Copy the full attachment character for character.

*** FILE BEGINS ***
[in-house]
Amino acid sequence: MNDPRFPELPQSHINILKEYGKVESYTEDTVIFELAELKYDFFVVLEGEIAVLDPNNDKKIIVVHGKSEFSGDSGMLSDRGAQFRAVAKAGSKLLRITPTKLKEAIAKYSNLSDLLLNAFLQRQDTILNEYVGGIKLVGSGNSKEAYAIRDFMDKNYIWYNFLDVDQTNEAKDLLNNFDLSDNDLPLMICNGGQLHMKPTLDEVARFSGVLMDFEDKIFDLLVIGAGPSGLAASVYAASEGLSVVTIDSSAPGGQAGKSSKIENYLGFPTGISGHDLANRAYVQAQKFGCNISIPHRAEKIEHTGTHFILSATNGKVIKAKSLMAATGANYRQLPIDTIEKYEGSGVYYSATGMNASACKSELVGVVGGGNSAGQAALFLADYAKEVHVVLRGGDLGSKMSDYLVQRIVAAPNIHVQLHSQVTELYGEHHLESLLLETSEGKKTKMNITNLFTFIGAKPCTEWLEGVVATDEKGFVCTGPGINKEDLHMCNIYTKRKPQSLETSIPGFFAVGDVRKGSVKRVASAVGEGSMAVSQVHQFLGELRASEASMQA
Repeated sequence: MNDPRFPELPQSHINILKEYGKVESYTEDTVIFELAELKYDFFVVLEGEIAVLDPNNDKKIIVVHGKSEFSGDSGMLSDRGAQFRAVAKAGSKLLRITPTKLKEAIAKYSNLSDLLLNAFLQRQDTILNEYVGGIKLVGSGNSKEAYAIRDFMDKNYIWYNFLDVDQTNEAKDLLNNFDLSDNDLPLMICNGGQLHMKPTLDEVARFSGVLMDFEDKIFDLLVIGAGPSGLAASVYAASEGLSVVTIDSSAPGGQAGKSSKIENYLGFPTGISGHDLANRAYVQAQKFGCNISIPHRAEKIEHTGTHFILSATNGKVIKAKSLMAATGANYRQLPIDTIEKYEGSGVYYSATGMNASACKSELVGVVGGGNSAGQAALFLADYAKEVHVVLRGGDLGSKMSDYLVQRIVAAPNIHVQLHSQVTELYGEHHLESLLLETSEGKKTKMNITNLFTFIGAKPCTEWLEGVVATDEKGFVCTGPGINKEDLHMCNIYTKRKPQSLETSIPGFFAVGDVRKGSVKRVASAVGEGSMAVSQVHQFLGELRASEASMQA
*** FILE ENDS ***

[in-house]
Amino acid sequence: MNDPRFPELPQSHINILKEYGKVESYTEDTVIFELAELKYDFFVVLEGEIAVLDPNNDKKIIVVHGKSEFSGDSGMLSDRGAQFRAVAKAGSKLLRITPTKLKEAIAKYSNLSDLLLNAFLQRQDTILNEYVGGIKLVGSGNSKEAYAIRDFMDKNYIWYNFLDVDQTNEAKDLLNNFDLSDNDLPLMICNGGQLHMKPTLDEVARFSGVLMDFEDKIFDLLVIGAGPSGLAASVYAASEGLSVVTIDSSAPGGQAGKSSKIENYLGFPTGISGHDLANRAYVQAQKFGCNISIPHRAEKIEHTGTHFILSATNGKVIKAKSLMAATGANYRQLPIDTIEKYEGSGVYYSATGMNASACKSELVGVVGGGNSAGQAALFLADYAKEVHVVLRGGDLGSKMSDYLVQRIVAAPNIHVQLHSQVTELYGEHHLESLLLETSEGKKTKMNITNLFTFIGAKPCTEWLEGVVATDEKGFVCTGPGINKEDLHMCNIYTKRKPQSLETSIPGFFAVGDVRKGSVKRVASAVGEGSMAVSQVHQFLGELRASEASMQA
Repeated sequence: MNDPRFPELPQSHINILKEYGKVESYTEDTVIFELAELKYDFFVVLEGEIAVLDPNNDKKIIVVHGKSEFSGDSGMLSDRGAQFRAVAKAGSKLLRITPTKLKEAIAKYSNLSDLLLNAFLQRQDTILNEYVGGIKLVGSGNSKEAYAIRDFMDKNYIWYNFLDVDQTNEAKDLLNNFDLSDNDLPLMICNGGQLHMKPTLDEVARFSGVLMDFEDKIFDLLVIGAGPSGLAASVYAASEGLSVVTIDSSAPGGQAGKSSKIENYLGFPTGISGHDLANRAYVQAQKFGCNISIPHRAEKIEHTGTHFILSATNGKVIKAKSLMAATGANYRQLPIDTIEKYEGSGVYYSATGMNASACKSELVGVVGGGNSAGQAALFLADYAKEVHVVLRGGDLGSKMSDYLVQRIVAAPNIHVQLHSQVTELYGEHHLESLLLETSEGKKTKMNITNLFTFIGAKPCTEWLEGVVATDEKGFVCTGPGINKEDLHMCNIYTKRKPQSLETSIPGFFAVGDVRKGSVKRVASAVGEGSMAVSQVHQFLGELRASEASMQA